Using contractors. (For our international readers: Although in the USA, “contractor” seems to mean someone who’ll knock down walls and put in a kitchen for you – possibly along with some new walls if pay enough, in the UK, in the context of a tech team, a contractor is a temporary employee paid on a daily – or sometimes even hourly – basis.)
We often get asked questions along the lines of “Do you know a contractor who’s an expert in X and can come and sort it out for us?” The request usually comes from someone outside the tech team. And the X that they are looking to get resolved is some technical “blocker” issue that’s currently slowing the company down. It could be anything from “AWS deployment” to “automated build systems” to “single sign-on” to “data encryption”. It all sounds terribly reasonable, doesn’t it? So why do we so frequently end up saying “You’re asking the wrong question”?
It comes down to thinking about whether the task really is a one-off piece of work on some free-standing part of your system – and whether your in-house team needs to understand how things work in this area. Sure, if you want to, say, migrate your email hosting from the Exchange server that’s been sitting in the corner of the office for donkey’s years across to Office 365 or Google Mail, then that’s a perfect task to get someone external in to do. (And, yes, we do know people who can help with this.) You’re migrating from a complicated system to a simpler externally-supported one. After the task is done, you won’t need all the details of how the transfer happened and you can securely wipe the old server (or taking down the firing range for a company team-building event).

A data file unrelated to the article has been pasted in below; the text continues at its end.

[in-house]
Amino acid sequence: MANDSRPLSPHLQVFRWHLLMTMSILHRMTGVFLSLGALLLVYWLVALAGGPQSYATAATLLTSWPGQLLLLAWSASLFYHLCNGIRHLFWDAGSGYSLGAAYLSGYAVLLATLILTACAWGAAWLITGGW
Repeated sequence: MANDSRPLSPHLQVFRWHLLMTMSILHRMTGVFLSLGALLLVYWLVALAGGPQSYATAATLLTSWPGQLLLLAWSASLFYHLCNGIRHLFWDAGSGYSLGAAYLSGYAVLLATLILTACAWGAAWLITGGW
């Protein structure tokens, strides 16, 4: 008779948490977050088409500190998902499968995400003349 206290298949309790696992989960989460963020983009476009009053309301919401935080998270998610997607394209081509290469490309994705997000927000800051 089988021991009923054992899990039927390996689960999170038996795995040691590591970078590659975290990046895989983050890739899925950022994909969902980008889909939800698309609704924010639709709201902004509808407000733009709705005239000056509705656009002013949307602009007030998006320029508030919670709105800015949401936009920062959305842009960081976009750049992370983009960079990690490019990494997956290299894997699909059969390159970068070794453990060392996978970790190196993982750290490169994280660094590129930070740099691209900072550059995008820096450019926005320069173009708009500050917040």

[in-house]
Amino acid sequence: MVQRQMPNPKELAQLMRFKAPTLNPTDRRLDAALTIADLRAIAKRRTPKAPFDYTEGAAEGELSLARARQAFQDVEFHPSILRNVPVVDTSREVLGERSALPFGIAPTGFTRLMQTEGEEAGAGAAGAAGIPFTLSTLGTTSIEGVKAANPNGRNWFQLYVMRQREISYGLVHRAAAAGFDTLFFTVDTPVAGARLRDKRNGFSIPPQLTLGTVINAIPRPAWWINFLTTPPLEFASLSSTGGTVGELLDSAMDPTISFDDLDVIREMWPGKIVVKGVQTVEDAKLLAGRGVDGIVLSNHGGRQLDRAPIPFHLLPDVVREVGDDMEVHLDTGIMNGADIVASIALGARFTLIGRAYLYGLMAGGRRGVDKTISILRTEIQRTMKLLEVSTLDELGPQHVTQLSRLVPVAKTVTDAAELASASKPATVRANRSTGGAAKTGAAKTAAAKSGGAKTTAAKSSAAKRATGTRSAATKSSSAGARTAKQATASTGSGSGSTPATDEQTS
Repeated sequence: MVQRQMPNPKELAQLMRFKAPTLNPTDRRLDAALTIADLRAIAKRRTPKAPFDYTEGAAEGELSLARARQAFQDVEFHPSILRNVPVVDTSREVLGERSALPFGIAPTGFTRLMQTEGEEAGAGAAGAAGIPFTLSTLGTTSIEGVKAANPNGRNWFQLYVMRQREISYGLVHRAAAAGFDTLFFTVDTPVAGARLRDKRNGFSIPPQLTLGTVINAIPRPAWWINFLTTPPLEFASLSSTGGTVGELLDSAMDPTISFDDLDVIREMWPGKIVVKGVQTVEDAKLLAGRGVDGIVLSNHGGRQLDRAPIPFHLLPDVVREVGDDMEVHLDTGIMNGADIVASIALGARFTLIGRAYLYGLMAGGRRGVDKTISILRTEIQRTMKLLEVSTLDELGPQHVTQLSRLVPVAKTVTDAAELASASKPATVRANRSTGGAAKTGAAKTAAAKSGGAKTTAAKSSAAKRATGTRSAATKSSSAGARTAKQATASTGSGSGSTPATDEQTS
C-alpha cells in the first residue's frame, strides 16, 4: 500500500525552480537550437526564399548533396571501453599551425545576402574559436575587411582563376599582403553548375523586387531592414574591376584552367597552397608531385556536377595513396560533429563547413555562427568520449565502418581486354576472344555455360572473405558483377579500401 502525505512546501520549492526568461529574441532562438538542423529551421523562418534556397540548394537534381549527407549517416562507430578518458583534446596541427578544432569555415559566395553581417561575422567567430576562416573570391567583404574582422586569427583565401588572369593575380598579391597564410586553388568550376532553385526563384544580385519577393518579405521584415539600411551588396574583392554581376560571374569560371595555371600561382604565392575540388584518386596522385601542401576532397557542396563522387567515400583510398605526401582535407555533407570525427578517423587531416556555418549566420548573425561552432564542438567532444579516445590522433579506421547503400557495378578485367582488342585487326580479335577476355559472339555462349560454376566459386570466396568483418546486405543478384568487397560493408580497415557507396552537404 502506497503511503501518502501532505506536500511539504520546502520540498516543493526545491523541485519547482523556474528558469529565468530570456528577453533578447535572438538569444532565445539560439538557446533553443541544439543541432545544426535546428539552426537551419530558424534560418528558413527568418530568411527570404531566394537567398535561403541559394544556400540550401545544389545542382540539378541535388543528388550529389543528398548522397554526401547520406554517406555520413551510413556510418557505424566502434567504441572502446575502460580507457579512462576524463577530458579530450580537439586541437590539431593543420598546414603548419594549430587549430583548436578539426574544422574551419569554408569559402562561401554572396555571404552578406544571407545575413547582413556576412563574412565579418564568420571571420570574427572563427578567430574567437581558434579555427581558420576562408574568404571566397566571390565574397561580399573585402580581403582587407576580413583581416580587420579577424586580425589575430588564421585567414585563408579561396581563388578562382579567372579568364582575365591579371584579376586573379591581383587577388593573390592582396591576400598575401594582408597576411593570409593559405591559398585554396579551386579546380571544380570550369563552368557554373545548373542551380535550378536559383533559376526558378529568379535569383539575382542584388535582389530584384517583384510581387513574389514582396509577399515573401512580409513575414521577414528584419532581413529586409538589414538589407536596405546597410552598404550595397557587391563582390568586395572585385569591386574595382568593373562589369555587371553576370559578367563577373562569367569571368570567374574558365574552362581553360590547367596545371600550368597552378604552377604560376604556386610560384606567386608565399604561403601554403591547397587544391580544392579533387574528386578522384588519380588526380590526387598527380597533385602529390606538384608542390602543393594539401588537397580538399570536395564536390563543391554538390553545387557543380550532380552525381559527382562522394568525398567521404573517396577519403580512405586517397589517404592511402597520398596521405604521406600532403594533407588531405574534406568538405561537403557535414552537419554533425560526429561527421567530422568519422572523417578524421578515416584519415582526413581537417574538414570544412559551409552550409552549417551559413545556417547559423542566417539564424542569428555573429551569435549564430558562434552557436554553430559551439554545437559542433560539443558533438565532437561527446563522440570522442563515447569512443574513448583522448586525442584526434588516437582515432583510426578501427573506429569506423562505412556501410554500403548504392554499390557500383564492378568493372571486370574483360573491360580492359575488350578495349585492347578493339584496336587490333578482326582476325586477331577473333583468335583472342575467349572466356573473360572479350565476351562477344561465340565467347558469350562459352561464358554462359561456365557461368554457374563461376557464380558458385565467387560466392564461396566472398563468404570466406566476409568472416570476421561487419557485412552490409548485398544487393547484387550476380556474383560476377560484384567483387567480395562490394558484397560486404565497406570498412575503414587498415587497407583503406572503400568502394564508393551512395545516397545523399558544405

But if you’re talking about setting up your build system or cloud deployment tools, you’re going to need to know how those things work – often at short notice when the dev team is trying to diagnose and fix some high-profile problem in your production environment. If they are relying on an internal system that stops working (because of some unanticipated edge case) and that nobody understands because it was built by a long-gone external contractor, then you’re going to feel a lot of pain.
At very least therefore, if you’re getting in contractors to work on your core systems, you’re going to want them to work closely with your permanent team and ensure things are properly documented and handed over.
But it’s more likely that you want to look at resourcing levels, training and prioritisation for your in-house team. A strong tech team is able to take on new technical challenges, and bring enough process to its architecture and testing to instil confidence (in the team and the wider company) that new things are understood, tested and working before they hit your production environment.
If you need outside help with anything from an architecture review to helping teams manage change, get in touch with us at Nimble Results.